Strength in Numbers
If possible, have your child walk to school with friends or older siblings. It’s safer and more fun. But make sure that all children, even older ones, know the safe way to school and that they cross streets together. Finally, consider monitoring your child/ren from a distance to ensure that they are following your guidelines.
Hazards Calling for Extra Caution
Obviously, children should walk on the sidewalk. But if there is no sidewalk, teach children to walk single file on the left side of the street, facing oncoming traffic, so they can step farther out of the way if need be. Children also need to be especially careful when visibility is poor due to bad weather or darkness. Show your child/ren how hard it can be to spot pedestrians or bicyclists while driving a car or riding a bus in the rain or dark. Discuss how wearing bright, light clothing, such as a yellow rain coat, can improve the chances of being seen. Another way to increase visibility is to attach a flashing clip-on lamp (sold at bike shops) to one’s clothing.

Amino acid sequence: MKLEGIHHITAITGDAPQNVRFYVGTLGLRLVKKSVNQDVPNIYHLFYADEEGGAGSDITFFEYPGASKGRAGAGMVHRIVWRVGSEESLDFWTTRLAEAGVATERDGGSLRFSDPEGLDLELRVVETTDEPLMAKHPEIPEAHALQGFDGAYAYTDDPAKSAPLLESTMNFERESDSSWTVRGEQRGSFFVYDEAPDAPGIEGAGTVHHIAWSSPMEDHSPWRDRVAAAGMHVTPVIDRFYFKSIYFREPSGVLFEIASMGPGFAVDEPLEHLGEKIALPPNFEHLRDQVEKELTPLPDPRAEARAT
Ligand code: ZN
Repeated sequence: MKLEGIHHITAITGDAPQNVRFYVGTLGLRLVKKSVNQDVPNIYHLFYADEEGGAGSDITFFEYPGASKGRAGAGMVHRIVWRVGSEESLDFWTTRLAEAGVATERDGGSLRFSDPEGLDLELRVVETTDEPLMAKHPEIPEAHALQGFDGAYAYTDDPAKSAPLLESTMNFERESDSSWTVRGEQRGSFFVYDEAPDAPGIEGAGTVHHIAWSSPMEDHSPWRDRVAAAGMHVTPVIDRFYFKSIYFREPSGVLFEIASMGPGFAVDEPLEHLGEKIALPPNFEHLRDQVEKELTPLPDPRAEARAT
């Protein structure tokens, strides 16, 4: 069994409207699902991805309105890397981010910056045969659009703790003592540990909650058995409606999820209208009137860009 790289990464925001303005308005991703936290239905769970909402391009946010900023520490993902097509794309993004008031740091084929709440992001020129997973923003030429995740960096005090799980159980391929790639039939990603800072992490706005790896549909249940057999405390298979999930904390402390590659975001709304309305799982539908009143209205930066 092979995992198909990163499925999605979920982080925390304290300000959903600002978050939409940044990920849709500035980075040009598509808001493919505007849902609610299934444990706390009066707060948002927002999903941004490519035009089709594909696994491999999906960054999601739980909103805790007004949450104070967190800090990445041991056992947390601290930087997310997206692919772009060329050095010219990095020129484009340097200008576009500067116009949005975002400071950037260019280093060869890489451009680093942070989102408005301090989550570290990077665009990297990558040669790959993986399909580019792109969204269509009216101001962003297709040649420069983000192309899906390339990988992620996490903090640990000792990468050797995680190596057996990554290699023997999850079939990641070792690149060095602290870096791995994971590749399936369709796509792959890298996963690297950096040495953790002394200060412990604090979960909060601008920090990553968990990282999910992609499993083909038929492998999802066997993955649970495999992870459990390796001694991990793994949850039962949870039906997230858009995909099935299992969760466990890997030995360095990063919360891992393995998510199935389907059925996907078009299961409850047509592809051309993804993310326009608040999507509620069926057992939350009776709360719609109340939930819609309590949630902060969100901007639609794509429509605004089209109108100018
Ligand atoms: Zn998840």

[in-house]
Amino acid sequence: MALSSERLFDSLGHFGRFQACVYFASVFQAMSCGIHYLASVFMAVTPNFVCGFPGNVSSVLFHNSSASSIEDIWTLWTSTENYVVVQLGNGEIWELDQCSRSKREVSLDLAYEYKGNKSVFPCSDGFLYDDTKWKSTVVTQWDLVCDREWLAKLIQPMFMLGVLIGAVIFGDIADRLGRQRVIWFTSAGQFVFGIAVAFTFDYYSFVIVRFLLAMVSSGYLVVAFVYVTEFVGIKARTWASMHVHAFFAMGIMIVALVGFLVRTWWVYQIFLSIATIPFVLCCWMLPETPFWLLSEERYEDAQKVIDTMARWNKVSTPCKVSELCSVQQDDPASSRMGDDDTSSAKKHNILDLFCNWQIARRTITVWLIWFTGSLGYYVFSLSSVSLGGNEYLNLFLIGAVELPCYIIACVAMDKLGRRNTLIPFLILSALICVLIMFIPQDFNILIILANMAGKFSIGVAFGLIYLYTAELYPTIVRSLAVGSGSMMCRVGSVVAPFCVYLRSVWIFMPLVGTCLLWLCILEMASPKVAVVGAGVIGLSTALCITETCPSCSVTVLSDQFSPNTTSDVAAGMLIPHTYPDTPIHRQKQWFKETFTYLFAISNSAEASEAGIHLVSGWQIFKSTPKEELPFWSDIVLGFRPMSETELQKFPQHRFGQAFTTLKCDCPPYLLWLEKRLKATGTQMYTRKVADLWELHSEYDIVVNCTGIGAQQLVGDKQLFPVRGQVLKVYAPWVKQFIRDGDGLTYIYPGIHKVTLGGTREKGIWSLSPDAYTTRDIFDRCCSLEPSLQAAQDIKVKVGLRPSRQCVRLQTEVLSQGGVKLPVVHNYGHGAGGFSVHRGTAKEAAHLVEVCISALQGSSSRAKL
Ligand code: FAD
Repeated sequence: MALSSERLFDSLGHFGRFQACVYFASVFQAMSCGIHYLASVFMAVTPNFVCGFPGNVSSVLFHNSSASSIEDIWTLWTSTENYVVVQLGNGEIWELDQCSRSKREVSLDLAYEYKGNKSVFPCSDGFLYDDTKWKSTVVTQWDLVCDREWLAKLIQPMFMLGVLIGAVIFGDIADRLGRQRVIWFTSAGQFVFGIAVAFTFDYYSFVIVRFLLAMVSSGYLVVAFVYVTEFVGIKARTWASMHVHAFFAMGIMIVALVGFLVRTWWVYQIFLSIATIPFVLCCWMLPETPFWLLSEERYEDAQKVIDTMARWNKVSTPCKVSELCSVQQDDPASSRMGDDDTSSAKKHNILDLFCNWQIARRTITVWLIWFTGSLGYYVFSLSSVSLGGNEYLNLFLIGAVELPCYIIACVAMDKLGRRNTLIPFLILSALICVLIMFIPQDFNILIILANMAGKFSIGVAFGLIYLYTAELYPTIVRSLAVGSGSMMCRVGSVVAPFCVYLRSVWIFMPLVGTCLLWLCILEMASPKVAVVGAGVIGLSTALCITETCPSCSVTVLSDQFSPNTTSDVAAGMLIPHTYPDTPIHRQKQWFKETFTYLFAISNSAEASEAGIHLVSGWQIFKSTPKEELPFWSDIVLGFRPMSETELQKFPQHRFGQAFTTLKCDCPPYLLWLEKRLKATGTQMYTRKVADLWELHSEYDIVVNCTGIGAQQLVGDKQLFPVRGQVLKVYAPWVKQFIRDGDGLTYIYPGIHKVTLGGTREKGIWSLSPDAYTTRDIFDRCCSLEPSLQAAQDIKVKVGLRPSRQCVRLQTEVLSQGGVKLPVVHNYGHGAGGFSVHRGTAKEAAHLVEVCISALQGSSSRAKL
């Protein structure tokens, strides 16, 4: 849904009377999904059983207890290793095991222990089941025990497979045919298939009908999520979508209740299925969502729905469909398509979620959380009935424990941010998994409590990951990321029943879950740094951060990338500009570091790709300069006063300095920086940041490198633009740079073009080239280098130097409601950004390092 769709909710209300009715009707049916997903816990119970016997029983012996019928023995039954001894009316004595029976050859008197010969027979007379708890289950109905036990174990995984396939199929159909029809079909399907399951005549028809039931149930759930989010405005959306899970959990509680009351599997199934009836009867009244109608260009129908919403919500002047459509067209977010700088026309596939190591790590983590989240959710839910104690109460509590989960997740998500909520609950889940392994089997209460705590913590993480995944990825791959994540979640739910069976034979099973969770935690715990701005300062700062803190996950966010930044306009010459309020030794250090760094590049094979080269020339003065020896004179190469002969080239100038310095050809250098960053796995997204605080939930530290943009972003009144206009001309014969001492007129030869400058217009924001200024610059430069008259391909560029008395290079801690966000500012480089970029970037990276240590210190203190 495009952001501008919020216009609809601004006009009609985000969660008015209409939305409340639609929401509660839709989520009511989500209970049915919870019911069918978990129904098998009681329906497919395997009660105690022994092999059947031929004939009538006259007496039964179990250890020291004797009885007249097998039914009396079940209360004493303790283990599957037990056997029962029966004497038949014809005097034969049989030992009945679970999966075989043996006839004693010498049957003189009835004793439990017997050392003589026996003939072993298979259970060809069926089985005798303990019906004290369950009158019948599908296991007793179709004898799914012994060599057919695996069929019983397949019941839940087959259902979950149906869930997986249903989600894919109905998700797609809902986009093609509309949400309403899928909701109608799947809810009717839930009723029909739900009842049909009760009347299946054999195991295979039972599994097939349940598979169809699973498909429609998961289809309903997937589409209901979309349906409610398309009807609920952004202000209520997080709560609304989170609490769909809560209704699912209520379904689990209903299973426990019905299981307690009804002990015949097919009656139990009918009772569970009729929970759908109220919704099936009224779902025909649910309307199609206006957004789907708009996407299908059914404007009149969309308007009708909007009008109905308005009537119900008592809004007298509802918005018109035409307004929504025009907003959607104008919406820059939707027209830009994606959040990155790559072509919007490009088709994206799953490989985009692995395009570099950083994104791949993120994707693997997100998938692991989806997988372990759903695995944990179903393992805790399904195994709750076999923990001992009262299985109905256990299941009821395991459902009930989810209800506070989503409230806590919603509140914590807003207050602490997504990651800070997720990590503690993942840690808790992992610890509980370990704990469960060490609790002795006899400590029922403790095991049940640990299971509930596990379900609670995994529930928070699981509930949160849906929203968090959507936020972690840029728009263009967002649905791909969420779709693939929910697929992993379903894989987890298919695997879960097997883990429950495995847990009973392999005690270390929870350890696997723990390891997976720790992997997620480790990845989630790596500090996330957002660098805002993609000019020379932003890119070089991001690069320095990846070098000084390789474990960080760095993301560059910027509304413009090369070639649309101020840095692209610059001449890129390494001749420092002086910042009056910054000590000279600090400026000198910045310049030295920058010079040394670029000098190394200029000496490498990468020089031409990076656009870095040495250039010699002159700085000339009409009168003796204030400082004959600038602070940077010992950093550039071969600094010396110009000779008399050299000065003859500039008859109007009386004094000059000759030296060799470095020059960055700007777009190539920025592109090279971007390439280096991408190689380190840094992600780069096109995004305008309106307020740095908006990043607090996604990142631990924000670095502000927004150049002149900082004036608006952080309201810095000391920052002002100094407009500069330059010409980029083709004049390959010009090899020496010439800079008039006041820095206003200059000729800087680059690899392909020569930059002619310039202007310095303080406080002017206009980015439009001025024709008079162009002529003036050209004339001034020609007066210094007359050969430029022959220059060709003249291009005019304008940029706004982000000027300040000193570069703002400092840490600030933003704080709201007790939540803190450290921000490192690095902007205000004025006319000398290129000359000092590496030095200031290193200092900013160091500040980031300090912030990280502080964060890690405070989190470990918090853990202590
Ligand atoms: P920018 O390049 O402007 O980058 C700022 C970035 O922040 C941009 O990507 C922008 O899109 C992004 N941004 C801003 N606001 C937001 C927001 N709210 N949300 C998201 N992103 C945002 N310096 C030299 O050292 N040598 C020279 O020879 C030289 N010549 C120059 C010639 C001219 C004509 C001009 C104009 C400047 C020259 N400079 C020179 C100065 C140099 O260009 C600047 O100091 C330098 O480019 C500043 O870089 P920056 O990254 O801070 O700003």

As children trade in strollers for trikes and later twowheelers, they also need to learn safe bicycle practices. For starters, children need to wear helmets. California law requires youth under 18 to wear helmets while on wheels – be it bicycles, skateboards, skates, scooters or unicycles. Helmet don’t prevent falls or crashes, but they reduce the risk of head injury and death in case of an accident. Be firm in laying down the “no-helmet-no-bike” rule.
Encourage compliance by:
- rewarding your child with a special treat or privilege
- pointing out that professional athletes – football and hockey players, baseball batters and race car drivers – wear helmets and so should they
- making sure the helmet fits and isn’t too tight or loose
- setting a good example by wearing a helmet yourself.
Youngsters should start out riding their bikes at a safe spot where they won’t hurt themselves or others – a paved school yard on the weekend or a little-used culde- sac or bike path. Make sure your child learns to turn and stop properly. Supervise youngsters as they ride their bikes even in these relatively safe areas. In areas with heavy traffic, let children ride on sidewalks. But teach them to watch out for pedestrians and other sidewalk users. Children should ride slowly and look ahead for cars pulling out of driveways as motorists are not expecting bicycles on sidewalks.